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What is car window tinting and how does it work

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Updated 11 Oct 2019Rachel White
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Window tinting is a scratch resistant thin film, usually made from a polyester base, that adheres to the inside of car windows.

The purpose of tinting isn’t only to make it hard to see into a car and make it more appealing - there are some more logical and beneficial reasons to consider this modification.

Benefits of window tinting

  • UV rays - those harmful UV rays can be a killer if you’re stuck in the car in the daytime. Some window tint will block harmful UV rays, keeping you safer when driving. Ideally, all work vehicles should have UV protection
  • Privacy - the windscreen of a vehicle cannot legally have a dark tint applied, but the rear of the vehicle can. This provides some privacy and may deter those dastardly thieves when they can’t see what is inside
  • Glare - night and daytime glare can be reduced
  • Cooler - With less UV and sunlight entering the vehicle, tint can keep the car cooler.
  • Good looks - some people see tinting as a ‘must-have look’ for their car. That’s completely subjective of course but, for them, the car looks undressed unless it has that tinted glaze.

Types of tints

There are various shades and types of tints on the market and each should be considered based on your needs. There are laws and regulations that apply to tinting - particularly around visibility - so it’s a good idea to do some homework on which will work for you.

  • Dyed film - is the most widely used type as it’s durable and the most cost-effective option. It will provide that tinted look, decent visibility and block a percentage of sunlight from the car. However, it doesn’t provide the best UV protection or heat resistance, and that leads to decolourisation over time.
  • Crystalline - has some of the benefits of tint - will block UVs and heat - but doesn’t have a darker appearance.
  • Metallised film - metal particles within the film will redirect light and aid in UV protection. This type of tint, which can have a shiny appearance, is resistant to fading, is durable and helps to strengthen the window. Be aware that this tint may interfere with phone and radio signals.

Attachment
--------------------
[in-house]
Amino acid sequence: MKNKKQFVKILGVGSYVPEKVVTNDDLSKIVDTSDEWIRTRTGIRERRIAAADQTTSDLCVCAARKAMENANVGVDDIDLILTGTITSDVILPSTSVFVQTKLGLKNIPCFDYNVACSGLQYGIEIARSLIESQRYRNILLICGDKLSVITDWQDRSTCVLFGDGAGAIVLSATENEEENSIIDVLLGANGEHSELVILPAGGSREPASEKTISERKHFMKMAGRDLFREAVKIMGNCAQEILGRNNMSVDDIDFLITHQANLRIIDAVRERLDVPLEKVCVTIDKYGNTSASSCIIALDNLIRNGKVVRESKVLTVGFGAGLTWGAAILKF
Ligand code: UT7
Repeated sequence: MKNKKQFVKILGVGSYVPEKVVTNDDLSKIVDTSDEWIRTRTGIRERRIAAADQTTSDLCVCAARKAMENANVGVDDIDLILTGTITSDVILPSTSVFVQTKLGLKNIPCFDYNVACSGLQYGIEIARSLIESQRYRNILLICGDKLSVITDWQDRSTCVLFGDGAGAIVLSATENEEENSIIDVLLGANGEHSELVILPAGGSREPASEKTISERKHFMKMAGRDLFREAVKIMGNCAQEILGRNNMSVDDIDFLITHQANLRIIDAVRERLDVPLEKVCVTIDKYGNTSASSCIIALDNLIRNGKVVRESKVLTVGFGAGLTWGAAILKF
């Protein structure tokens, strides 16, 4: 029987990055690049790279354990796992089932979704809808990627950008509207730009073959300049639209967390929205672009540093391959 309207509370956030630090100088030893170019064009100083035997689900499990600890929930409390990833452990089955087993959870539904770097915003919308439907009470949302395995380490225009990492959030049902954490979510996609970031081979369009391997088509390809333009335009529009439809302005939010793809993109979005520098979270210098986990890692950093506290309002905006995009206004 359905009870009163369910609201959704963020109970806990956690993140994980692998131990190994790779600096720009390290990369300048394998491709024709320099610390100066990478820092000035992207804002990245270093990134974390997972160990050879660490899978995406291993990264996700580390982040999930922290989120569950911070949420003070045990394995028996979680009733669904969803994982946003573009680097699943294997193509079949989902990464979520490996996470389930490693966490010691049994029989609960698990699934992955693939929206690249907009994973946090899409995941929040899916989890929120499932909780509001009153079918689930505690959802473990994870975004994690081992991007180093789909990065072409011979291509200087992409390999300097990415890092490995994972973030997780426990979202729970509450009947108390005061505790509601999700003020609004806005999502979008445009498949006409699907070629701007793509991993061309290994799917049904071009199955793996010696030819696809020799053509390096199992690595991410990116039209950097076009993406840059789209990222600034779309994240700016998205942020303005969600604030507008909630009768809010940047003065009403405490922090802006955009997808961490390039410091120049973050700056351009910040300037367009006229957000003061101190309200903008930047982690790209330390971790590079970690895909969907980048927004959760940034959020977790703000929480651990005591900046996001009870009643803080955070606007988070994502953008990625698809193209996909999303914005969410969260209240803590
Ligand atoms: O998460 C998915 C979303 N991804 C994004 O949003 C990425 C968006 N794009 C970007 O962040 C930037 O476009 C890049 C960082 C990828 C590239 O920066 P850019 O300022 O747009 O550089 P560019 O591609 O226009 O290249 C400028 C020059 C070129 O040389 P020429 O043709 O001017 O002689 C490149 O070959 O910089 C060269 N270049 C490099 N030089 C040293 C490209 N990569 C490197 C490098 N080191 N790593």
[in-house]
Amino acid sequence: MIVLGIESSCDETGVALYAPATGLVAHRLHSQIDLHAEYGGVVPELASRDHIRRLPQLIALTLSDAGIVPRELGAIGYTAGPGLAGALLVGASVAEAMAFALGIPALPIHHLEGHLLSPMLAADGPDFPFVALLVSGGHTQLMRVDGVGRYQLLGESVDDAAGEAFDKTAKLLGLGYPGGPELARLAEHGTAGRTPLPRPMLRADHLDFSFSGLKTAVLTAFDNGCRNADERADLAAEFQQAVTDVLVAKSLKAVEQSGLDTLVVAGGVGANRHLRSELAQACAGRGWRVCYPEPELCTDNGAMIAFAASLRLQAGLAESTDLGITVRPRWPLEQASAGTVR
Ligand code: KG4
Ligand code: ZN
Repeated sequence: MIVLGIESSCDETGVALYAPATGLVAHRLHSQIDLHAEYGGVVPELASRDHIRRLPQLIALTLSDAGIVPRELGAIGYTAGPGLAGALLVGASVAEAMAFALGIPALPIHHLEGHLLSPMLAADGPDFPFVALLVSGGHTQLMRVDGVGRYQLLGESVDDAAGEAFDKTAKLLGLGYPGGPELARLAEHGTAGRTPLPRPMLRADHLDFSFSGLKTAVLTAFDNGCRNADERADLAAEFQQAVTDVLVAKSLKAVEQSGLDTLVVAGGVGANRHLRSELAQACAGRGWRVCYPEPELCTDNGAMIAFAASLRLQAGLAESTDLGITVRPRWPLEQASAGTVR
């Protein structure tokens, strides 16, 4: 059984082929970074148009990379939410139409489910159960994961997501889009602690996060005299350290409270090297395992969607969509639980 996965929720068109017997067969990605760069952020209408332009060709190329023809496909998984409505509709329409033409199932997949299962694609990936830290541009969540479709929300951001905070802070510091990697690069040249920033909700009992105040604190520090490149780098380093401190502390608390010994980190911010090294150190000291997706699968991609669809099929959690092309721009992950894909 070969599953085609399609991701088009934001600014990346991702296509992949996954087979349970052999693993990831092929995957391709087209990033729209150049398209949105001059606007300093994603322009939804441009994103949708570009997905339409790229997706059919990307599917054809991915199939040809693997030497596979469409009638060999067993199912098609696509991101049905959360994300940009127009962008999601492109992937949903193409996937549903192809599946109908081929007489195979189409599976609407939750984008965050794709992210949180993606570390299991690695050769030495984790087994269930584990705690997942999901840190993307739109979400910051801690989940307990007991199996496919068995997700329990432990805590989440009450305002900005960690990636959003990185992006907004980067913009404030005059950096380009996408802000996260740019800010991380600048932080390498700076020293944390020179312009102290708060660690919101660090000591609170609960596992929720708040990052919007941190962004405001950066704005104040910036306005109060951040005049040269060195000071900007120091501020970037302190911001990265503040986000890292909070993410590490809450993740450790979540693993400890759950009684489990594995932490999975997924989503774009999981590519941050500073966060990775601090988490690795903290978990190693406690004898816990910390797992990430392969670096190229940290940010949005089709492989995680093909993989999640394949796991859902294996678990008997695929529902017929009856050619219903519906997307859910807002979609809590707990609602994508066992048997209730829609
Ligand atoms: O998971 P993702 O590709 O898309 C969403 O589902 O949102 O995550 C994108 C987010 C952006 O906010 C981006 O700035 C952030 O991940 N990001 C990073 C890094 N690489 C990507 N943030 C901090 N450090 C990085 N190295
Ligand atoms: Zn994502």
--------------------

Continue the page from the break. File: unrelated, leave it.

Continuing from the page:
• Hybrid film - great at reflecting heat and UV rays, is less fade resistant, is durable and won’t interfere with equipment signals.
  • Carbon film - if you want to look good this may be the tint for you. With UV protection, sleek appearance and offering great reductions in solar heat. Could it get any better?
  • Ceramic film - yes it can get better. This is the bee's knees of window tint, offering UV protection, reduced glare, massive reductions in solar heat and good visibility. It does come at a price, of course.

How is window tint applied?

Some window tinters have computerised cutters that will precut the tint based on your specific vehicle. Others may cut the film at the time of application. This is generally how a tint is applied:

  • The inside of the windows are thoroughly cleaned
  • The outside of the window will be used to shape, cut and prepare the film
  • A heat gun and card will be used to remove any air bubbles within the film
  • The film will be moved to the inside of the window where an application of soapy water will help the tint to be moved into position
  • A hard edge will be used to squeegee out any water caught between the window and the film until all is clear

Once you know what type of window tint is best for you, book with an AutoGuru expert window tinter to get the cleanest clear-cut tint.

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Written ByRachel White

Rachel spent her early adult life around cars, motorsport and hands-on with her own cars.

This interest moved into various careers within the Automotive industry. Joined with her passion for writing, Rachel loves putting the two together to share her experience, so we can all become AutoGuru’s.